This action to expand the board to include Christians who are active members of churches affiliated with denominations other than the Tennessee or Southern Baptist Conventions was the culmination of almost ten years of open discussion and dialog between Belmont and the TBC. Belmont sought a Board that reflected more closely the diverse Christian composition of its student body. In addition, Belmont’s astonishing growth and success has been made possible in large part by Christians who were not members of TBC churches, and therefore ineligible for Board membership. Honoring and including on the Board these investors in Belmont University is important as we work together to achieve and secure continued greatness.
In September 2006, the Tennessee Baptist Convention filed a lawsuit against Belmont University. The lawsuit is based on a 1951 document that, according to the TBC, requires Belmont to repay all TBC donations, approximately $58 million dollars, should the TBC lose control of Belmont. Belmont disputes this claim. The 1951 document is a historical artifact the intent of which, to the extent it can be discerned, has been made invalid by subsequent actions of the TBC. The university has no moral or legal obligation to return any gifts to the TBC.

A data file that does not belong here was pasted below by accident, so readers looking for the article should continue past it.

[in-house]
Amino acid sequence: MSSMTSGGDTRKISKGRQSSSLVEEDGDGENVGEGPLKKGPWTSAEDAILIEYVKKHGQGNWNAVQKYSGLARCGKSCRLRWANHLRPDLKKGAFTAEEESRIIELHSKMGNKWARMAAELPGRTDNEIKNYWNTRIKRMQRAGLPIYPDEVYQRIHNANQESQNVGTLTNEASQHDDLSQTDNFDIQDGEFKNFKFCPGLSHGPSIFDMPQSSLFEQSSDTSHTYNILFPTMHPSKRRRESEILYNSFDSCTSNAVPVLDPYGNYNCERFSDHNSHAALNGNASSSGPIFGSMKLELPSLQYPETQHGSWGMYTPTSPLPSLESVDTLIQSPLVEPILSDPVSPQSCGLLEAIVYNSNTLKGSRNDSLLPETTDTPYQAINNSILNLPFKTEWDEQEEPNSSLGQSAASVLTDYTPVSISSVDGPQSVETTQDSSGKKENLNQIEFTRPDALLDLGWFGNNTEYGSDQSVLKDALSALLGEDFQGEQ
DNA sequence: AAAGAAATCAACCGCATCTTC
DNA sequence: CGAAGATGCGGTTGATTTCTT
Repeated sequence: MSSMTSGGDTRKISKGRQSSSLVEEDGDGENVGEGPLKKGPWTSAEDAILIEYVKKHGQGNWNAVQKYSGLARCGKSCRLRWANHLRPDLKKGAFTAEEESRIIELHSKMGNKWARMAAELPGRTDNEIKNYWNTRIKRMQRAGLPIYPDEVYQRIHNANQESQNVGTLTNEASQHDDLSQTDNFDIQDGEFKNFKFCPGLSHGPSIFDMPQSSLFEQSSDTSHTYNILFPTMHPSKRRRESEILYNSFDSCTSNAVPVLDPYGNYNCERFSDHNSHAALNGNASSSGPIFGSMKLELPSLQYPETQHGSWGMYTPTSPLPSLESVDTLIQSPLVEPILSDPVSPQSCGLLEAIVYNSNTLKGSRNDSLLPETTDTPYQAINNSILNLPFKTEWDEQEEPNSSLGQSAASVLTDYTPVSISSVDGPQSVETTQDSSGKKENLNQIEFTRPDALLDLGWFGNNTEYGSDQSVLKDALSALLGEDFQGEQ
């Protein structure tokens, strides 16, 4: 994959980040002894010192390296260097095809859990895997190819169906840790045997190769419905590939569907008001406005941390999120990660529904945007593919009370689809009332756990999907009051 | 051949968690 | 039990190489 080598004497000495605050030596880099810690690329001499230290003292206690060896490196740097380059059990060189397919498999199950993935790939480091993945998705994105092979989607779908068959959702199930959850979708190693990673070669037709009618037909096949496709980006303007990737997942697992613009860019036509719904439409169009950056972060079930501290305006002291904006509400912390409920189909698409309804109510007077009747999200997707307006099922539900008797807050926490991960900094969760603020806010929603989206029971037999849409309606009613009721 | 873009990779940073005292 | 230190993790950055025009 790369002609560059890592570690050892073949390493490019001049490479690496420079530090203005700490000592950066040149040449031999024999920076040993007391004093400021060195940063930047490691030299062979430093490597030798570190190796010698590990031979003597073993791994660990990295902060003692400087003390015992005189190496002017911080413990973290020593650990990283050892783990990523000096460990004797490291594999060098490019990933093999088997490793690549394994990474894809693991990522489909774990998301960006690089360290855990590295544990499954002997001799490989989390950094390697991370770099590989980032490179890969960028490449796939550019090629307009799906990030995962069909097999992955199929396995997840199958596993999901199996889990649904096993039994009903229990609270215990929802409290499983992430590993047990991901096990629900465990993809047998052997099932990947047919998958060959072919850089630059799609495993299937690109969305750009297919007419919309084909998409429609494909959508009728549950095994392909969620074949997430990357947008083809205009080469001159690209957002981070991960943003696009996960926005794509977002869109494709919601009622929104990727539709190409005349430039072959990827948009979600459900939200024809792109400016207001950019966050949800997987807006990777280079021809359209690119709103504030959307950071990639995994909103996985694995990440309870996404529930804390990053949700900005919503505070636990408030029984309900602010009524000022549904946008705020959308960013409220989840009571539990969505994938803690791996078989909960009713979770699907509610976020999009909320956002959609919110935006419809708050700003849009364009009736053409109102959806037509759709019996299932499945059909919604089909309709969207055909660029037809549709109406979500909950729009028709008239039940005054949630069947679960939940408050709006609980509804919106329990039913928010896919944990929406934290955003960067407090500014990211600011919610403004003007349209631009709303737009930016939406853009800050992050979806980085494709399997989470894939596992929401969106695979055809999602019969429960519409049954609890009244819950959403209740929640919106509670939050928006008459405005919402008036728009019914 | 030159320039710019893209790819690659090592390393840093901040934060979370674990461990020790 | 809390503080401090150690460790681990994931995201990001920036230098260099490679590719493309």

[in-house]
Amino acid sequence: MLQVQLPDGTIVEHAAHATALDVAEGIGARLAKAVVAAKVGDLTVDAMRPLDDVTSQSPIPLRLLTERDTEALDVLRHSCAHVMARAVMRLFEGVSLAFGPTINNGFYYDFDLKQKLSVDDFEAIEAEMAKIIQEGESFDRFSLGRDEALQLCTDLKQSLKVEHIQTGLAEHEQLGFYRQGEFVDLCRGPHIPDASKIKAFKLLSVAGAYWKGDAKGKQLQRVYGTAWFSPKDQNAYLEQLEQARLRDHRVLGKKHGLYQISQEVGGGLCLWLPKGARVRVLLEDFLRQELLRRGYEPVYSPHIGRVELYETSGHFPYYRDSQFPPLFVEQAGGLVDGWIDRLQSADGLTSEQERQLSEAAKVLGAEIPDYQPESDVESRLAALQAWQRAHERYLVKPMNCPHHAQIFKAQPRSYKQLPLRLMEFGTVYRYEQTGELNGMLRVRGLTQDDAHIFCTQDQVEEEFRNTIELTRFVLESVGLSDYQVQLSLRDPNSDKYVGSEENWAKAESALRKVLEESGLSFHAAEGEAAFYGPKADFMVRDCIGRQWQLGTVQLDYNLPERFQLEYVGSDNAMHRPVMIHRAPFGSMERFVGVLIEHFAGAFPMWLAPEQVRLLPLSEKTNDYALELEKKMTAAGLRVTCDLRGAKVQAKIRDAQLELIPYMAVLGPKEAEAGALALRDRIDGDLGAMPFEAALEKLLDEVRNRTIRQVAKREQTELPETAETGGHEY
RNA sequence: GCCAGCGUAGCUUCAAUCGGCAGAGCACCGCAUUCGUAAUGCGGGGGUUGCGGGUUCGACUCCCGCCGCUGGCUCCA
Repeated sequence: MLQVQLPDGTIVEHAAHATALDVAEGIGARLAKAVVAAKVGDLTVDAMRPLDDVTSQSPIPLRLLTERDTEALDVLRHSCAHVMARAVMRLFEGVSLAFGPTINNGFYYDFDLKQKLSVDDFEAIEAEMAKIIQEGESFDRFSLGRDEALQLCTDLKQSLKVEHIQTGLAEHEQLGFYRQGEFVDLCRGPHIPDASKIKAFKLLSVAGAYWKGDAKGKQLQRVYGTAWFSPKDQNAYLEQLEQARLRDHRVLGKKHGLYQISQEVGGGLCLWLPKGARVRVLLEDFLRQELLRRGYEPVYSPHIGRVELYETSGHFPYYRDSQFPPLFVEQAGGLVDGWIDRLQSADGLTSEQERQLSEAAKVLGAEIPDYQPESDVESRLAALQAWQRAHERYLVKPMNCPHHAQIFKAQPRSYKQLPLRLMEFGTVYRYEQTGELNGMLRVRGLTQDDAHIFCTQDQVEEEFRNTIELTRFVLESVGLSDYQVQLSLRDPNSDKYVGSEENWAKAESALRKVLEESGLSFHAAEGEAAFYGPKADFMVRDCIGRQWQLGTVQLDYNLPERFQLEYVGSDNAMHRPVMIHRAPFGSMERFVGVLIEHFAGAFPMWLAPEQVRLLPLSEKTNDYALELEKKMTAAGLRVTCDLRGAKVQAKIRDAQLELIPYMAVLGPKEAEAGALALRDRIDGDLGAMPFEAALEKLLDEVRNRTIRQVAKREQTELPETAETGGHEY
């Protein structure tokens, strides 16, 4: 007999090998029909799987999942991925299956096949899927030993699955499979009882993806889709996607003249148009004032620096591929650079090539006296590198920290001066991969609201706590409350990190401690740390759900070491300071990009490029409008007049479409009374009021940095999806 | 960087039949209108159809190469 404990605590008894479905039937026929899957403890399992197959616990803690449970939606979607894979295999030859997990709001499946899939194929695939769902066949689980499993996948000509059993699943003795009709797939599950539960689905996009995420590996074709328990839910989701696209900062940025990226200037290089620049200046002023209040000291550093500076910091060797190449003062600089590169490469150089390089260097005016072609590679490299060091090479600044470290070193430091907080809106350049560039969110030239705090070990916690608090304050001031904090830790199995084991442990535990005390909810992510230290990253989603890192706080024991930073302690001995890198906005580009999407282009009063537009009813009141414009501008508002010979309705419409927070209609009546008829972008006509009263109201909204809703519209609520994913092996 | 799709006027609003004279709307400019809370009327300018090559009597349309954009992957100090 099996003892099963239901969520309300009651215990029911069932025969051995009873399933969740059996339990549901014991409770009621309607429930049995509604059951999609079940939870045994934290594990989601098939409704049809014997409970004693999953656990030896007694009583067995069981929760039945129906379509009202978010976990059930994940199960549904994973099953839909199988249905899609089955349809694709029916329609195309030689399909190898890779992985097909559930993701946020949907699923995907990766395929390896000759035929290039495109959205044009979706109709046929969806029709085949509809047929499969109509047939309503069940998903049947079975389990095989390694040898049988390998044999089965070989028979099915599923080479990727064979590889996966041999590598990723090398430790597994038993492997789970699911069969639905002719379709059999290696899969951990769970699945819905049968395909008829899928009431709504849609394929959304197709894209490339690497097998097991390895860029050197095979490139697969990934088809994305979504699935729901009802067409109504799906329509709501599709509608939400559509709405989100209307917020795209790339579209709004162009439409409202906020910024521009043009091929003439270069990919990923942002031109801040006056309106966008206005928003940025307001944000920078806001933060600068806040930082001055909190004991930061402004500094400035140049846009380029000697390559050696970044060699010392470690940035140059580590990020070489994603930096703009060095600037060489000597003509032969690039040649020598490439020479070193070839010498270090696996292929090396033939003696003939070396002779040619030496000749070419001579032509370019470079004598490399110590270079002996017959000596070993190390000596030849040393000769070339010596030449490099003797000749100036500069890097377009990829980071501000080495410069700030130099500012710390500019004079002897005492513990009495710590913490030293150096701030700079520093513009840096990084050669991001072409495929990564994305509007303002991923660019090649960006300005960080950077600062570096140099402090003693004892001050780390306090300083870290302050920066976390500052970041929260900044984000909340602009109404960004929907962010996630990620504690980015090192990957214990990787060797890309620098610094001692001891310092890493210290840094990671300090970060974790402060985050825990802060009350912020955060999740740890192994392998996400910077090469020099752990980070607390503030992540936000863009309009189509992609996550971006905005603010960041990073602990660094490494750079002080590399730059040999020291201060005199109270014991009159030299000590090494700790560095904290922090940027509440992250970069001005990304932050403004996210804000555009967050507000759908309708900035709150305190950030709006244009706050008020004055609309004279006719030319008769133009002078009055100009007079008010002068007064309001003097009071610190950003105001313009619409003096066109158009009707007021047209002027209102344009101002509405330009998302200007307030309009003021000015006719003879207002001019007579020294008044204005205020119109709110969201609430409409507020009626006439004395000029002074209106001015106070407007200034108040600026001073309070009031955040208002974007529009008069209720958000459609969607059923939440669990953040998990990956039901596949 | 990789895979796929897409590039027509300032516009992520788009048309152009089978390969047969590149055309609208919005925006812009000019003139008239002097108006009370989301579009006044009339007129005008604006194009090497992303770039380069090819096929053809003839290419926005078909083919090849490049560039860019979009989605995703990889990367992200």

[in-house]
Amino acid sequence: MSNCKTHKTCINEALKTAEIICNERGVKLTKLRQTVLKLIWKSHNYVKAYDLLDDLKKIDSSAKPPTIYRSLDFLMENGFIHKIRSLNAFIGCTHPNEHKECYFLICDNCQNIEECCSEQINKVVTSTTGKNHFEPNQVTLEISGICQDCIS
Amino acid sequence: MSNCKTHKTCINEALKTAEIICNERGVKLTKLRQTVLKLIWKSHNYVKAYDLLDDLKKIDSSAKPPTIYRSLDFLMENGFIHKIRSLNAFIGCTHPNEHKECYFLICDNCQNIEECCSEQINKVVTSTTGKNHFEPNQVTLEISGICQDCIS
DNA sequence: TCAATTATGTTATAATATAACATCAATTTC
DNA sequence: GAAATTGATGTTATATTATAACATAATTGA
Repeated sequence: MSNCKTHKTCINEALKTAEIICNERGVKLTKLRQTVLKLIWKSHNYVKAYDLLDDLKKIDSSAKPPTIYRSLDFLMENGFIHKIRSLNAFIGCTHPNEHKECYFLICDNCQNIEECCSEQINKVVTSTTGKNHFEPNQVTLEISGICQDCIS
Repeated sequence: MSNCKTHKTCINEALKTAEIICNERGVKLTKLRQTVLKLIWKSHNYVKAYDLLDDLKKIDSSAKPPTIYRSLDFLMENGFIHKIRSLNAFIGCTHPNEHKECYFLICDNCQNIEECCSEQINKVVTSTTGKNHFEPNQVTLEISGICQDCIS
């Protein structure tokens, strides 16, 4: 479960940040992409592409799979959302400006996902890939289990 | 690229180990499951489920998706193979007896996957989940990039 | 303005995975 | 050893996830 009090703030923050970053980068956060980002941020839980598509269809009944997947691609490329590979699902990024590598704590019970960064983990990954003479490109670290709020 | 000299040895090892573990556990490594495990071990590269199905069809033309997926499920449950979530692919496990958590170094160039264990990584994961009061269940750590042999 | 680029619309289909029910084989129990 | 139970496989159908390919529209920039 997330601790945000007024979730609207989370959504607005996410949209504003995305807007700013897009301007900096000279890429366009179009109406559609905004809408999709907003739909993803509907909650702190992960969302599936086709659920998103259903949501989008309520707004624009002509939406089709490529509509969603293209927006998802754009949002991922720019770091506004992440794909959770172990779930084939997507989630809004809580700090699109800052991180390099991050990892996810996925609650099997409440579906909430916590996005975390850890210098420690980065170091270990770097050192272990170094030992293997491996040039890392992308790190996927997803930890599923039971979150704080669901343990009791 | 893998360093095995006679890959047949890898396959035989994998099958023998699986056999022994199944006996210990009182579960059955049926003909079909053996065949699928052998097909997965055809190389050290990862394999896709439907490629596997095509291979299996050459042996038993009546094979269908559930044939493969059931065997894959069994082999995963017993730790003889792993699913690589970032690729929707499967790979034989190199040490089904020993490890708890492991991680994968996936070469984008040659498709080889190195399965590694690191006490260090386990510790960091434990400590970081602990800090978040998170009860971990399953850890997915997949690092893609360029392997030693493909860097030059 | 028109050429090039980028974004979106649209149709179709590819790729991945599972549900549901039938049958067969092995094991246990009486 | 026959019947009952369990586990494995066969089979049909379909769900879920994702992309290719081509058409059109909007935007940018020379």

Despite the disagreements between the university and the convention, Belmont pursued efforts to continue its historic relationship with the TBC. Unfortunately, in spite of many months of mediation, these efforts have failed. A trial is set for May 2008.
We invite you to consider the following information in response to questions you may have.
What has happened since the lawsuit was filed?
For the past eight months Belmont and the TBC have been engaged in an elaborate mediation process that was suggested by the TBC. This process has included the exchange of thousands of pages of documents, the input of neutral parties to assess the TBC’s claims, and the assistance of one of the very best mediators in Tennessee. While Belmont has been pleased with this process, the process has not resulted in a mutually agreeable resolution of the dispute.